Craige Spencer took the Striders' first place in the gruelling Solo division timing 10:13.22 and Andrew Hedison was just behind with 10:17.43. Lauren Corcoran posted 11:39.15 and Louise Taylor 13:33.59

In the the Pairs division Joanne and Pat Rooney did alternate legs and came home in 8:05.12 Lee and Samantha Weatherall returned in 9:28.39

Report for Rotherham Running Club
Great times  and blisters
as RRC front up

GRITTY duo Neil White and Stuart Frith were among the Text Box: 
heroes of the Round Rotherham Run.

Neil was first of the Rotherham Running Club solo runners home in 9:29.14 (MV4o 9th) in the 50-mile trail race while clubmate Stuart refused to let horrific blisters, painful feet, the dark and not knowing the end of the route stop him from crossing the finish line. He clocked 14:01.15 (MV60 16th).

RRC training partners Graham Dodd and Alicea Ledger pushed each other to the limits, finishing in 11:36.03 (MV60 4th) and 11:35:57 (second female open. "We think it was Graham, although he was covered in that much mud after a fall it was difficult to tell," joked RRC's Simon Hopkins. Lauren Beasley finished in 13:33:25 (fifth female open) while Rich Milns battled through illness, getting to 36 miles before having no option but to retire. Angela Wright ran her furthest distance yet, getting to 44.9 miles before listening to her body and retiring safely.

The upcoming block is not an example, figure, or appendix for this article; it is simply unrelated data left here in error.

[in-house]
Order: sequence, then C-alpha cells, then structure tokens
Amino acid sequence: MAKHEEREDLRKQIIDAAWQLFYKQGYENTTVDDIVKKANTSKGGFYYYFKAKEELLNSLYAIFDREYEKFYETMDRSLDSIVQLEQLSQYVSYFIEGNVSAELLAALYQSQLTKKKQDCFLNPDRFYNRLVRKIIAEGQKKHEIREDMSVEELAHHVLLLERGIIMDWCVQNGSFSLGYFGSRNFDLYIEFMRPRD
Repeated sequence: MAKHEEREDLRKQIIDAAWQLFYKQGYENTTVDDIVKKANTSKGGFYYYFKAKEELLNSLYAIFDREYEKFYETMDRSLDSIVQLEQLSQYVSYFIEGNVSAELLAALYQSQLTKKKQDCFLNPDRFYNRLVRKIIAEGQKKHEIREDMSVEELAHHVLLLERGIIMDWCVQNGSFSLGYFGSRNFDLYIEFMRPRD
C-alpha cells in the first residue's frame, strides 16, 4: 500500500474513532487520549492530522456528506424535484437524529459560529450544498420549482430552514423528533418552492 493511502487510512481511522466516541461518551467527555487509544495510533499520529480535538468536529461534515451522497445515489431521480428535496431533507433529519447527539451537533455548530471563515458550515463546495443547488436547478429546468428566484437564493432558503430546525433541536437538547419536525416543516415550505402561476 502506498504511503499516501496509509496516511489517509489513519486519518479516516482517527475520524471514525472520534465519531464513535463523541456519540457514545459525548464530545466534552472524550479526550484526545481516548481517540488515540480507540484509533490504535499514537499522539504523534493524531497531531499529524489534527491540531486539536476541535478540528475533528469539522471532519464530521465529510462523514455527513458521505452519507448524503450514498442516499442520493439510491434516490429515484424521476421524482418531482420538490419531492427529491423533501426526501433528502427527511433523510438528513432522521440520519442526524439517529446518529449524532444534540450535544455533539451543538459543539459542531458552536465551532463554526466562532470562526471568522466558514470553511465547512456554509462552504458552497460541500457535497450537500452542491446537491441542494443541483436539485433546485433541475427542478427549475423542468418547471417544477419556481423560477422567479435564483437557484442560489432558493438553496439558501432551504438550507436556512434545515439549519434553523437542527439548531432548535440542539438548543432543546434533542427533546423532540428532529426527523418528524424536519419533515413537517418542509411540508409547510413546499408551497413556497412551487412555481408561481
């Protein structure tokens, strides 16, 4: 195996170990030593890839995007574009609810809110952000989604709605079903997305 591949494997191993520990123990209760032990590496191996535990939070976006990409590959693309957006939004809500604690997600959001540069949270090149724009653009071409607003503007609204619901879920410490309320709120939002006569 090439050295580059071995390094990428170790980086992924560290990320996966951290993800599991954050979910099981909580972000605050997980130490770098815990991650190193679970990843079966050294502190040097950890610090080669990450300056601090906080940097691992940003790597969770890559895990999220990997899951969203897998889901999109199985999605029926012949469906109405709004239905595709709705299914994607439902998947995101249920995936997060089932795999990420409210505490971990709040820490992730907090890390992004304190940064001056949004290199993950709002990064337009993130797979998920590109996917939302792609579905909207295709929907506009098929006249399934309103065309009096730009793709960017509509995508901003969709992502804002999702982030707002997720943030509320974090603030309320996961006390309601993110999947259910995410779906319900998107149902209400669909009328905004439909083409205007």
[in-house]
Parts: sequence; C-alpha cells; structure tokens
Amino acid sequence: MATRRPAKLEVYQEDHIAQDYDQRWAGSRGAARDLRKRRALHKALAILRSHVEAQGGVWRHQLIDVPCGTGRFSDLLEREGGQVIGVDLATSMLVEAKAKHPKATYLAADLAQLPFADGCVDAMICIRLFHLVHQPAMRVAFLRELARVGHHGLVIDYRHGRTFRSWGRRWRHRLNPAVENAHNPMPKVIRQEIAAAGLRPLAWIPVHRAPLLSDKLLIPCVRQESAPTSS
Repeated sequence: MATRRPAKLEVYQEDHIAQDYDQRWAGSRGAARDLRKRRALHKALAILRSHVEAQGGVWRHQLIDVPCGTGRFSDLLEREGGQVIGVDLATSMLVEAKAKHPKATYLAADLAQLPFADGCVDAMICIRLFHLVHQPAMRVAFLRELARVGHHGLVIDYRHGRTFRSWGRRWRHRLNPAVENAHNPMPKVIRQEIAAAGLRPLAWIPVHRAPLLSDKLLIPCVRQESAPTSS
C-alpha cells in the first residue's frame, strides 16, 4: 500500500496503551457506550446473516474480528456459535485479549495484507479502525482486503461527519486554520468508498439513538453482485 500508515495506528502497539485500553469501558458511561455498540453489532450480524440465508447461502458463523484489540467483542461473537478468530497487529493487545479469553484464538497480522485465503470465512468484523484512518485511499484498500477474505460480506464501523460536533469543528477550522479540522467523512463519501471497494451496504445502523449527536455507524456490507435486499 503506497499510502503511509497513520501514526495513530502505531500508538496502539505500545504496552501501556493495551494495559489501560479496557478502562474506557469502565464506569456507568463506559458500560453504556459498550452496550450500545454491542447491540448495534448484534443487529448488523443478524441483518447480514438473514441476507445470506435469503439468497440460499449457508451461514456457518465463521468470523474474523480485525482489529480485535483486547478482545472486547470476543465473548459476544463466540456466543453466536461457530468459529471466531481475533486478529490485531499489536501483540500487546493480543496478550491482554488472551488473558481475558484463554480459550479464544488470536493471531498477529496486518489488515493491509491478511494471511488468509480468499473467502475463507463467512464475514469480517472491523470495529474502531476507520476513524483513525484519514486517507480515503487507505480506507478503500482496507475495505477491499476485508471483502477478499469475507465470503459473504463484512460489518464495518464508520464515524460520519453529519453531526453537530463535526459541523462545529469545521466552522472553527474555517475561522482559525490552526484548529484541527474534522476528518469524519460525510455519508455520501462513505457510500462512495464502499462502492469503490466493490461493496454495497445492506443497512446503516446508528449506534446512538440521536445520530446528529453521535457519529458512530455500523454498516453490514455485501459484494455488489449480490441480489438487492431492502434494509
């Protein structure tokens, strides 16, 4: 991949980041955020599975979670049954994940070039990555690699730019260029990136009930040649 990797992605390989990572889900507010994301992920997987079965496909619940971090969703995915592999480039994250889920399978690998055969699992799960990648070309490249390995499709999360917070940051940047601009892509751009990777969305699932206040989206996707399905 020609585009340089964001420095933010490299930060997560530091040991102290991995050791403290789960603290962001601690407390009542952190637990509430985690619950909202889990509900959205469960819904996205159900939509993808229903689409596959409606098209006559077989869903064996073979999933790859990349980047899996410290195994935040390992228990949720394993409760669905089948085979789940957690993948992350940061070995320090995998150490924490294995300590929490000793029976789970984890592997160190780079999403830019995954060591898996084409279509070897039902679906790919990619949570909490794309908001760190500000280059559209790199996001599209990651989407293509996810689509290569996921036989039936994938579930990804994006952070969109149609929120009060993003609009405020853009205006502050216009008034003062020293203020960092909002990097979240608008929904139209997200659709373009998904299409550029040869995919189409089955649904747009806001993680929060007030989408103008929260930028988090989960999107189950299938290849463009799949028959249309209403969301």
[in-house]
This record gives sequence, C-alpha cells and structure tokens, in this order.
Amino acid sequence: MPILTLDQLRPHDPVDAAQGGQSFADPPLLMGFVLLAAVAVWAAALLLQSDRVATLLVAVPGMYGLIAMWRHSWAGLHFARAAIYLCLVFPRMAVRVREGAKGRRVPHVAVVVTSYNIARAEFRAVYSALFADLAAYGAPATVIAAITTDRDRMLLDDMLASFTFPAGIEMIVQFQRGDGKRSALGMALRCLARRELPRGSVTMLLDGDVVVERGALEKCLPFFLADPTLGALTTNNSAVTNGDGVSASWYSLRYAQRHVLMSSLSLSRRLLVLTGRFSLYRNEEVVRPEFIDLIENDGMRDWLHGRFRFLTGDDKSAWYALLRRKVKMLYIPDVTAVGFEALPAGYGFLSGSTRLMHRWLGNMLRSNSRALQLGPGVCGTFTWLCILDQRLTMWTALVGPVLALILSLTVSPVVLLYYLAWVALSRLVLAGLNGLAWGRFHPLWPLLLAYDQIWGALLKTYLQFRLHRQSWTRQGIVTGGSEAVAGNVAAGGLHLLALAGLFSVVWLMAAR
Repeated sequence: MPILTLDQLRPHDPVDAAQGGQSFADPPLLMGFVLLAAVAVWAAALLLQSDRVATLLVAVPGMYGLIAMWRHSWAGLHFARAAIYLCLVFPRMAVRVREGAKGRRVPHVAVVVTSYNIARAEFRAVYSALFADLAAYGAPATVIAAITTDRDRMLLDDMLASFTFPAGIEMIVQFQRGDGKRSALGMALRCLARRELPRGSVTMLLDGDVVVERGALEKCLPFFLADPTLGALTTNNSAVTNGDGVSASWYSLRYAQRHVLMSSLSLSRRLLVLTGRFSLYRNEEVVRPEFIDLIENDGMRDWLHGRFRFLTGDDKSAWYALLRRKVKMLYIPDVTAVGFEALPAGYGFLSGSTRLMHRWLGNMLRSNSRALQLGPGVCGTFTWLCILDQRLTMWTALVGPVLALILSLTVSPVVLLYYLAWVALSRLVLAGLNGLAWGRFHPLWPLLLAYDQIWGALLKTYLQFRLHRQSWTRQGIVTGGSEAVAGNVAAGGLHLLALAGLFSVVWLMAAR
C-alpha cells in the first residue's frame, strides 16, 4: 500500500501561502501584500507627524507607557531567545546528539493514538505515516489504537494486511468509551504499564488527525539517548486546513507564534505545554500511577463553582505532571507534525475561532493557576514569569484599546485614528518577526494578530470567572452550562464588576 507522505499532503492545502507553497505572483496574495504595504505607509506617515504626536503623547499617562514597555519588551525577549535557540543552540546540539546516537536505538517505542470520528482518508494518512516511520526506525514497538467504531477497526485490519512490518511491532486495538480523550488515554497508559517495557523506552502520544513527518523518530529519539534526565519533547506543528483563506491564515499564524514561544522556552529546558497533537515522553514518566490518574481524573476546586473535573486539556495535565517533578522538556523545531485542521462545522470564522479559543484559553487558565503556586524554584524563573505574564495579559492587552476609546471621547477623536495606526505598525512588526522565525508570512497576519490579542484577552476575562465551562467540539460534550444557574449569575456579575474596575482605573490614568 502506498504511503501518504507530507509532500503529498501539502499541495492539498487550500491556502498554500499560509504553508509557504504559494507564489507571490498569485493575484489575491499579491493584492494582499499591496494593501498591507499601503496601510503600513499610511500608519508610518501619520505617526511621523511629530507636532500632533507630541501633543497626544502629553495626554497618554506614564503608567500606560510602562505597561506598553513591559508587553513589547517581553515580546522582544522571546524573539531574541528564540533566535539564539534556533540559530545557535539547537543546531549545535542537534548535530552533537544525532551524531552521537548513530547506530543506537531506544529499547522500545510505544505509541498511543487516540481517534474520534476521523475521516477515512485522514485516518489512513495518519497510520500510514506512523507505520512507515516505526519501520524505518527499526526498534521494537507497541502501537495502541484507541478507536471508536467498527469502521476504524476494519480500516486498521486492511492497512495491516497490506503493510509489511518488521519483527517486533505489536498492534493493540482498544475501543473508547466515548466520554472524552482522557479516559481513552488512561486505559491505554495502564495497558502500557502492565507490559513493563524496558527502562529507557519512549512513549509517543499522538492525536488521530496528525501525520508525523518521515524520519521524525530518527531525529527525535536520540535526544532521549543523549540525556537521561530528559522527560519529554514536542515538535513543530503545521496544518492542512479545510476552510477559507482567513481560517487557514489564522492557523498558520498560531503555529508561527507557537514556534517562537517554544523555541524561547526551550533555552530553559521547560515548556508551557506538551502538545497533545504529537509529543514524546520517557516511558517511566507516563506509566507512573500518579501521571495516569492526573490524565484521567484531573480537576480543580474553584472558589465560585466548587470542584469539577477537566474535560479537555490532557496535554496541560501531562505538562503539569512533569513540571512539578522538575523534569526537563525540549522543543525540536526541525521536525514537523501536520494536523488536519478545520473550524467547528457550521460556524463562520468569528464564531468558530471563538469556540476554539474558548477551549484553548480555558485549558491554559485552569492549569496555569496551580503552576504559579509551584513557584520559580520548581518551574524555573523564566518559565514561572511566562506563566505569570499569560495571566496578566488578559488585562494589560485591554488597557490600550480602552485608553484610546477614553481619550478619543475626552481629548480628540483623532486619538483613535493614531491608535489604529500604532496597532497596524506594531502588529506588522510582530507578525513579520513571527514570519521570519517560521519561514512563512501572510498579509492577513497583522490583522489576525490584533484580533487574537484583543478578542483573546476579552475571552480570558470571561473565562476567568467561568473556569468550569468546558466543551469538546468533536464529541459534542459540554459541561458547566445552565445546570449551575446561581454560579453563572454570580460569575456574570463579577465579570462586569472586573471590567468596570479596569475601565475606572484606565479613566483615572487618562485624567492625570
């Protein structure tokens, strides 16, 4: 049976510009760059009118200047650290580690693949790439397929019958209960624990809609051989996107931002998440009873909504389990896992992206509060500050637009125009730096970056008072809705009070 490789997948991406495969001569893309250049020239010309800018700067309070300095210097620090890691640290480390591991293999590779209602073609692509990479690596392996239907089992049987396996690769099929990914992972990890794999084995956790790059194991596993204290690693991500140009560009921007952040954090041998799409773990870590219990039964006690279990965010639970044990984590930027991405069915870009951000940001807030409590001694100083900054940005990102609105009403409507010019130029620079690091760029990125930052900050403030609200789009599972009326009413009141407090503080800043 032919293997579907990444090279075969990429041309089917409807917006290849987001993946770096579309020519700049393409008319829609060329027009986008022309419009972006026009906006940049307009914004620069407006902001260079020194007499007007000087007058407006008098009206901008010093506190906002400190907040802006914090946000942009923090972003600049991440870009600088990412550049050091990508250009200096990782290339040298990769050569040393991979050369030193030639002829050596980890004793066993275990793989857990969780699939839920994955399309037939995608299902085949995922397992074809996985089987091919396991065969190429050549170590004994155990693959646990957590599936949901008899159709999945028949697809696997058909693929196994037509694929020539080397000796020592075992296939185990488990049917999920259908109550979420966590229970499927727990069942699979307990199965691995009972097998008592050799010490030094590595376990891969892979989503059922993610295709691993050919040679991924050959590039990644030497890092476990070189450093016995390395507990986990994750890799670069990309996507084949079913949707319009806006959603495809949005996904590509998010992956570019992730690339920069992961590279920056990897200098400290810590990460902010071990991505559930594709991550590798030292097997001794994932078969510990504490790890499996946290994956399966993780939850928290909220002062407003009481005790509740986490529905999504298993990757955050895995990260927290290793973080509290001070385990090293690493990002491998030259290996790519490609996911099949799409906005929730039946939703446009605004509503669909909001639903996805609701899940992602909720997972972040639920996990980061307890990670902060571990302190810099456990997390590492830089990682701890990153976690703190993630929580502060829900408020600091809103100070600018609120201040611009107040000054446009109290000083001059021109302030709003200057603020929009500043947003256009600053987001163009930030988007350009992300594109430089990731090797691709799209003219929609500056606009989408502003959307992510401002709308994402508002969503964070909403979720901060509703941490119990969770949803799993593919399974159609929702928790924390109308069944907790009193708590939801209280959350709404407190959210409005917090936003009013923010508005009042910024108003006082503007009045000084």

Against all odds, RRC had two relay teams reach the start line - Thunder and Lightning - as Paul Greenwood and Adelle Marsden took two legs for the teams to cover for illnesses and injuries. Lightning came eighth out 25 teams in the relay overall and fifth out of the mixed teams thanks to Neil Grocutt, Paul Greenwood, Jessica Dodds, Adelle Marsden, Joanne Rayner-Johnson, Robin Williamson and Karl Wooffindin. Thunder were 16th out of 25 teams overall and third of the ladies teams due to top efforts from Natalie Lowe, Laura Mann, Louise Siddall, Adelle Marsden, Fiona Earl, Maria Toumazou and Leanne Race.